Martin's training in Key West centered on helping surface ships detect enemy subs. His general assignment duty was on the boat's 40 mm guns, but he, along with everyone else onboard, had to familiarize himself with the sub's nine compartments.
"We had to be able to identify the pressure capacity of every air pressure line on the sub," he said. "We had to know how to start the engine and generators in the engine room; we had to know how to load and fire torpedoes.
"When you qualified, you got these two dolphin pins signifying your proficiency in all departments of the sub."
After four months of training in Key West, Martin was shipped to New London, Conn., where he was assigned to the U.S.S. Requin, one of the most advanced submarines in the U.S. fleet. The Requin was outfitted with an antenna that, when synchronized with equipment on a specially equipped airplane, allowed the sub to detect surface craft.
This early form of radar, Martin soon learned, was going to make its debut in a planned invasion of Japan.
"We didn't learn until we were out to sea that we were shipping to Japan for an invasion," he said. "Our captain -- a man named Slade Cutter, who had become famous for kicking a field goal that beat Army 3-0 in 1934 -- said we were going to become the most decorated sub crew in the U.S. Navy.
"The plan was for us to use our new equipment to help us 'blow up every boat in Tokyo Harbor,' then take part in the shelling of the city. The feeling was that if we could break the Japs' back with an invasion of Tokyo, it would keep resistance low."
The Requin had shipped from New London and was almost to the Panama Canal when word reached the sub that the United States had dropped atomic bombs on Hiroshima and Nagasaki. The war was over.
Cutter brought his crew back to New London, and a short while later Martin finished his three years of duty. He returned home and utilized the G.I. Bill to finish requirements for his degree in early childhood education at Albany State.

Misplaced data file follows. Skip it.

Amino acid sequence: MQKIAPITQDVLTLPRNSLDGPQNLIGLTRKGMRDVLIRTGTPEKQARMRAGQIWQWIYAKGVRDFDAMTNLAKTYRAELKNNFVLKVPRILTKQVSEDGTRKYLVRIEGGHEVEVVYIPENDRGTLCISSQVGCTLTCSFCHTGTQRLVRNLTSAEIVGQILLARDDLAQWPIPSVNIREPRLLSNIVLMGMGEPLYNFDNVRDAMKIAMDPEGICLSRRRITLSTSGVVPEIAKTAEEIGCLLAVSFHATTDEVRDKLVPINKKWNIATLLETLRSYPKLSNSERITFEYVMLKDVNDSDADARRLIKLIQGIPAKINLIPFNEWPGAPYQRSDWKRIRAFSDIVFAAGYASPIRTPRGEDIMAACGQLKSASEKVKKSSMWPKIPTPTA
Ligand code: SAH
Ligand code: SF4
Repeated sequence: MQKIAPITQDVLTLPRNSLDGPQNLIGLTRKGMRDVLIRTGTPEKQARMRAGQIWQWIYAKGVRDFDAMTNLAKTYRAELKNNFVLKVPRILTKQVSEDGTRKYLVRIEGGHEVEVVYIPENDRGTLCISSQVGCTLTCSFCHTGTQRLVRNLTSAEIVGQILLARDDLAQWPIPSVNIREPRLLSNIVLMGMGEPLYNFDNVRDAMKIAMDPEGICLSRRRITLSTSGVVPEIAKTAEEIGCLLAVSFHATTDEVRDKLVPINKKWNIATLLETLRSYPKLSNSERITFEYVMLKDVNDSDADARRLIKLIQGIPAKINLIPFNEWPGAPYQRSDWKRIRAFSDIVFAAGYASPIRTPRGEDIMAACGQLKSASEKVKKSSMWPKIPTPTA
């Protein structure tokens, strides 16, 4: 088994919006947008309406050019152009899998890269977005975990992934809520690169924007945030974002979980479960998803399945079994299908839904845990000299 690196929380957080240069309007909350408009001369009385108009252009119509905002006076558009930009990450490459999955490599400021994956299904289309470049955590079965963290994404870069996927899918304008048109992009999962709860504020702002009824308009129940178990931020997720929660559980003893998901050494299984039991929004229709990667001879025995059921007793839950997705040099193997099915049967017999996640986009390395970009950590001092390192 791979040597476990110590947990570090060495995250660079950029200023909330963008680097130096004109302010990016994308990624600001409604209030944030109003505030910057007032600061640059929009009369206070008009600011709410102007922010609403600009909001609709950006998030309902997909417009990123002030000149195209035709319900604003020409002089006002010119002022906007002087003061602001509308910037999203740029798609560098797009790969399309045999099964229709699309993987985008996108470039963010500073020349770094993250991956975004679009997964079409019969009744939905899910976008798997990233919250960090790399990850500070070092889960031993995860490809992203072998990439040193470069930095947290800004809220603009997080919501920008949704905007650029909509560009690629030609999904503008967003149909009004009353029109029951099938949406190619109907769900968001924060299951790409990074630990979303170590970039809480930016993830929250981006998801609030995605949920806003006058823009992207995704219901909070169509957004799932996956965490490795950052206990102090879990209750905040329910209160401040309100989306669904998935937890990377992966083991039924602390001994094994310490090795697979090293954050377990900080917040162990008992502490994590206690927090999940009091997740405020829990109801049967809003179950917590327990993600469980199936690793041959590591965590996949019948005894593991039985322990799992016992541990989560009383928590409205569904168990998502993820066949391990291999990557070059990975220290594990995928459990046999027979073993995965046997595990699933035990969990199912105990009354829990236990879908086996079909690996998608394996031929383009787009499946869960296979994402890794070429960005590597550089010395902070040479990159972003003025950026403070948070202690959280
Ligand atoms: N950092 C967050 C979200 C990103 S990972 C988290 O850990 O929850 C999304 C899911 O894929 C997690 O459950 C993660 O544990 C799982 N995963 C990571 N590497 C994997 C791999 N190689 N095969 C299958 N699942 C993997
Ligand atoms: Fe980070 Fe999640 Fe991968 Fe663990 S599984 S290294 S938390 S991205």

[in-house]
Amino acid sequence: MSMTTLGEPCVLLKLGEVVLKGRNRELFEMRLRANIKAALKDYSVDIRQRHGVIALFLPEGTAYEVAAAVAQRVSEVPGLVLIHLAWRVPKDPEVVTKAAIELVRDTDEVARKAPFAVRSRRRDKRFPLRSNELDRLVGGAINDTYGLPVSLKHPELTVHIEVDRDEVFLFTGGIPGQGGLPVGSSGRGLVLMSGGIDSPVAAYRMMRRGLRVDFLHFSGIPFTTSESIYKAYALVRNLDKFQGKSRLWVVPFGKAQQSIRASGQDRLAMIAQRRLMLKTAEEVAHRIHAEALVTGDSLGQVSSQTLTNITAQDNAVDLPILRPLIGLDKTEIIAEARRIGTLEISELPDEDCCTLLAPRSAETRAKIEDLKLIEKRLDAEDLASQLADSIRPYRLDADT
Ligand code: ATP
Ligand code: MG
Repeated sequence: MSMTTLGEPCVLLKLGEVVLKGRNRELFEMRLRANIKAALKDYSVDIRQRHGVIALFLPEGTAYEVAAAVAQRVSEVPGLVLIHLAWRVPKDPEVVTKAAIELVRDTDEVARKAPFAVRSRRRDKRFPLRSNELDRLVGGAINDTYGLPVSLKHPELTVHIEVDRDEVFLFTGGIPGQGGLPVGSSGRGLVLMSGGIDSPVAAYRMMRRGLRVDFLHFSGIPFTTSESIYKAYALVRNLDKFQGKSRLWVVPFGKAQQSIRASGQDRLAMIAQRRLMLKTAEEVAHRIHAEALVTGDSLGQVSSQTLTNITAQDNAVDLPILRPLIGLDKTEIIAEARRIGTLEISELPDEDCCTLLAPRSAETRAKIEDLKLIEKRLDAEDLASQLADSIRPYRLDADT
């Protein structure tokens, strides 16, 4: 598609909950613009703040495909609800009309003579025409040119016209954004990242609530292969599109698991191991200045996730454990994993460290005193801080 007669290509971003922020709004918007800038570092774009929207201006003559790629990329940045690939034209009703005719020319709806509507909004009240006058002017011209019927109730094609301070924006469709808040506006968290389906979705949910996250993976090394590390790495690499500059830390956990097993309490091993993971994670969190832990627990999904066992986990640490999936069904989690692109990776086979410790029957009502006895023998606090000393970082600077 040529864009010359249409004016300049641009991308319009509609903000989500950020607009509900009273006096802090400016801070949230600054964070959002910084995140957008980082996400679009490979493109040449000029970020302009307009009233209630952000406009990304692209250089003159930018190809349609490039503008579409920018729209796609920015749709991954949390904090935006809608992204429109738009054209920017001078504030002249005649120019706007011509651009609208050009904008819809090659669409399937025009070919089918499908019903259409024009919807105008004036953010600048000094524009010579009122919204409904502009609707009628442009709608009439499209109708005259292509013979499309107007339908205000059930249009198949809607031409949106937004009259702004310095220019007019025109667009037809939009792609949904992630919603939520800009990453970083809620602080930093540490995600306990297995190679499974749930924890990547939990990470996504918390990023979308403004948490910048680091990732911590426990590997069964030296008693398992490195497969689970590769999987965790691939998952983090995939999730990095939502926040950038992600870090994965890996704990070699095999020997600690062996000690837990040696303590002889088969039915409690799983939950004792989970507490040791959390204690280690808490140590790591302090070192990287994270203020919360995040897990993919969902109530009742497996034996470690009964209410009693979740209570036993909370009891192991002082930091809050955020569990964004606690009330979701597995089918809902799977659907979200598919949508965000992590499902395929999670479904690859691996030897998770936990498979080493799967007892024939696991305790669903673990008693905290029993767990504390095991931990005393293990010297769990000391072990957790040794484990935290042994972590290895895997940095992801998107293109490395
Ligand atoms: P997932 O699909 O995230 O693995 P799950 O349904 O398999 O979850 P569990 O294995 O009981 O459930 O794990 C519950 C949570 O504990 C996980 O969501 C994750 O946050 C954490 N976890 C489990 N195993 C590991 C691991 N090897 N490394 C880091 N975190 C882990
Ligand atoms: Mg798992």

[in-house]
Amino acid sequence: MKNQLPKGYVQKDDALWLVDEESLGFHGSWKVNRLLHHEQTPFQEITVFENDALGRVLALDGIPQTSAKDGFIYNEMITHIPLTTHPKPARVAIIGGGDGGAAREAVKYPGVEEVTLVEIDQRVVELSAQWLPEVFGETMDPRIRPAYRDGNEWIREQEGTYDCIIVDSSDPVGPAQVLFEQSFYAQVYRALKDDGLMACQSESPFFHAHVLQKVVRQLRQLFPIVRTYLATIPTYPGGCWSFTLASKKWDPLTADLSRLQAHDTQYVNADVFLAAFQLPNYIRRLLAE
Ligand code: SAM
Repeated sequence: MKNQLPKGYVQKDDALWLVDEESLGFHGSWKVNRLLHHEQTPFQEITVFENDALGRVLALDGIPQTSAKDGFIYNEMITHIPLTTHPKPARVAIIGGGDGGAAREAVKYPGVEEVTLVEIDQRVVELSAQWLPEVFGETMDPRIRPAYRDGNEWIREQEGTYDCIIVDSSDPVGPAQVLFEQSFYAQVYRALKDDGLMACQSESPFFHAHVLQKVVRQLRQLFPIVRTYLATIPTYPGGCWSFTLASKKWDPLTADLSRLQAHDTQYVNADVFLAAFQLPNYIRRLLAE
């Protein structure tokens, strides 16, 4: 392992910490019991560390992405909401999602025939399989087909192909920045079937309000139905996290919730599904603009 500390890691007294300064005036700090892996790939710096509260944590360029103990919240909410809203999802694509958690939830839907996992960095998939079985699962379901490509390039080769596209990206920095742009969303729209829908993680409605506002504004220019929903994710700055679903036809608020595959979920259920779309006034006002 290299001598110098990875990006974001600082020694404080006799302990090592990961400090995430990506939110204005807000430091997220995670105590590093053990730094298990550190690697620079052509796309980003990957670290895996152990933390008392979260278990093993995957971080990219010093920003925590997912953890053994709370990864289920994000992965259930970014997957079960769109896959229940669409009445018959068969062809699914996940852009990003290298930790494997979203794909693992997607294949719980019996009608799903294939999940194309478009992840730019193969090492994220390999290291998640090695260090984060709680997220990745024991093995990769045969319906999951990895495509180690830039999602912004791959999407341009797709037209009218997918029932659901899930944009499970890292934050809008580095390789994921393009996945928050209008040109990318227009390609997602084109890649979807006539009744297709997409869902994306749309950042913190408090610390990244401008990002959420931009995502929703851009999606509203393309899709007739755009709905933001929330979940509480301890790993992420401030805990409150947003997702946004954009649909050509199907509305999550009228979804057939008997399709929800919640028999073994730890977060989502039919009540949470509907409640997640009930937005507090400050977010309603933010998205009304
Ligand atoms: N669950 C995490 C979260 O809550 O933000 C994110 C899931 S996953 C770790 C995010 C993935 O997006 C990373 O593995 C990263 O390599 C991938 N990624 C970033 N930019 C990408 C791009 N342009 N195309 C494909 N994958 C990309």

He taught school for three years in Newnan but applied and was approved for a job with the U.S. Postal Service as a letter carrier. He held that position for 12 years, and spent the last 18 years of his 30-year career as the superintendent of window services. He was the first African-American supervisor at the Albany post office.
"I really planned on going back into teaching when the pay caught up (to his postal service salary), but it never did," Martin said.
At 83, the retired Martin has been a deacon at Mount Pilgrim Baptist Church, which was founded by his grandfather in 1920, for 55 years. He has taught the church's senior ladies Sunday school class for 30 of those years and conducts weekly Bible study classes.
He and his wife, Delois, have a son, Matthew, and he has sons -- Stuart and Edgar Jr. -- from a previous marriage. The Martins have three grandchildren.
"I was drafted into service, and until I hit Washington, I was subject to segregation even while serving my country," Martin said. "But I was not bitter then, and I have not taken time to bask in bitterness since.
"We were fighting the Germans -- who had attempted to annihilate the Jewish race -- and the Japs -- who had wreaked havoc in our country when they bombed Pearl Harbor. I wanted to be a part of fighting against a real enemy that I resented."